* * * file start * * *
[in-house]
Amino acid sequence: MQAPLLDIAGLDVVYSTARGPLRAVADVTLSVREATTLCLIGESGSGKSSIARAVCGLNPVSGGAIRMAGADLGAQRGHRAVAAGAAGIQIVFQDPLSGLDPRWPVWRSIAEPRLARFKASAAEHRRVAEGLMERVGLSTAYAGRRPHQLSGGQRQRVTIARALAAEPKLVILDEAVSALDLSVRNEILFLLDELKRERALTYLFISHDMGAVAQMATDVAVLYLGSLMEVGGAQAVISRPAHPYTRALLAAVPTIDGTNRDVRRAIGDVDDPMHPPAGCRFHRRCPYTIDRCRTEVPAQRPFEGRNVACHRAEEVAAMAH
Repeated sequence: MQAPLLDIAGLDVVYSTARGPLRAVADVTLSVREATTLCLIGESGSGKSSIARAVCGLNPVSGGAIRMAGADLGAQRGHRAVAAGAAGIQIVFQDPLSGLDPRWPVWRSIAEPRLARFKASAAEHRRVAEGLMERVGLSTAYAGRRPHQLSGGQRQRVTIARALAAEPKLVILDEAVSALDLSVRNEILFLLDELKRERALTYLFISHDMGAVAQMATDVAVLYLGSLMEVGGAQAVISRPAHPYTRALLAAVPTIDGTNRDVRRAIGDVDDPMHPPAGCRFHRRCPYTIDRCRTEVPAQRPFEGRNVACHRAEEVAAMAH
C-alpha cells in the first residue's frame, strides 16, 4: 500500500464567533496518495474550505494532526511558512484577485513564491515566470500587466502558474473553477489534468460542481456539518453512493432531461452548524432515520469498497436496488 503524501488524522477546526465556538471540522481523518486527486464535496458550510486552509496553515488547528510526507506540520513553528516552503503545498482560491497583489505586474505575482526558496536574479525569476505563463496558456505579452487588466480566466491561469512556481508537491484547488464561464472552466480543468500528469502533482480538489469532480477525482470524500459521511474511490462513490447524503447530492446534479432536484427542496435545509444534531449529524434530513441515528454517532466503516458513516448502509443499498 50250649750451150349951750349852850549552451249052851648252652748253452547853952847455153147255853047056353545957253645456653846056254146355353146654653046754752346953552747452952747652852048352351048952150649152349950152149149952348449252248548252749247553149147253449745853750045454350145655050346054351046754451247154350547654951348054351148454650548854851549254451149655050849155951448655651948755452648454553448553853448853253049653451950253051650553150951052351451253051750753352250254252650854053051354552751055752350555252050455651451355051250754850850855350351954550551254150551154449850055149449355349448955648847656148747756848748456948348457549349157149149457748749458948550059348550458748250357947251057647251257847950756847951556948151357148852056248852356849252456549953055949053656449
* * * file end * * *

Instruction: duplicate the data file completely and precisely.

[in-house]
Amino acid sequence: MQAPLLDIAGLDVVYSTARGPLRAVADVTLSVREATTLCLIGESGSGKSSIARAVCGLNPVSGGAIRMAGADLGAQRGHRAVAAGAAGIQIVFQDPLSGLDPRWPVWRSIAEPRLARFKASAAEHRRVAEGLMERVGLSTAYAGRRPHQLSGGQRQRVTIARALAAEPKLVILDEAVSALDLSVRNEILFLLDELKRERALTYLFISHDMGAVAQMATDVAVLYLGSLMEVGGAQAVISRPAHPYTRALLAAVPTIDGTNRDVRRAIGDVDDPMHPPAGCRFHRRCPYTIDRCRTEVPAQRPFEGRNVACHRAEEVAAMAH
Repeated sequence: MQAPLLDIAGLDVVYSTARGPLRAVADVTLSVREATTLCLIGESGSGKSSIARAVCGLNPVSGGAIRMAGADLGAQRGHRAVAAGAAGIQIVFQDPLSGLDPRWPVWRSIAEPRLARFKASAAEHRRVAEGLMERVGLSTAYAGRRPHQLSGGQRQRVTIARALAAEPKLVILDEAVSALDLSVRNEILFLLDELKRERALTYLFISHDMGAVAQMATDVAVLYLGSLMEVGGAQAVISRPAHPYTRALLAAVPTIDGTNRDVRRAIGDVDDPMHPPAGCRFHRRCPYTIDRCRTEVPAQRPFEGRNVACHRAEEVAAMAH
C-alpha cells in the first residue's frame, strides 16, 4: 500500500464567533496518495474550505494532526511558512484577485513564491515566470500587466502558474473553477489534468460542481456539518453512493432531461452548524432515520469498497436496488 503524501488524522477546526465556538471540522481523518486527486464535496458550510486552509496553515488547528510526507506540520513553528516552503503545498482560491497583489505586474505575482526558496536574479525569476505563463496558456505579452487588466480566466491561469512556481508537491484547488464561464472552466480543468500528469502533482480538489469532480477525482470524500459521511474511490462513490447524503447530492446534479432536484427542496435545509444534531449529524434530513441515528454517532466503516458513516448502509443499498 50250649750451150349951750349852850549552451249052851648252652748253452547853952847455153147255853047056353545957253645456653846056254146355353146654653046754752346953552747452952747652852048352351048952150649152349950152149149952348449252248548252749247553149147253449745853750045454350145655050346054351046754451247154350547654951348054351148454650548854851549254451149655050849155951448655651948755452648454553448553853448853253049653451950253051650553150951052351451253051750753352250254252650854053051354552751055752350555252050455651451355051250754850850855350351954550551254150551154449850055149449355349448955648847656148747756848748456948348457549349157149149457748749458948550059348550458748250357947251057647251257847950756847951556948151357148852056248852356849252456549953055949053656449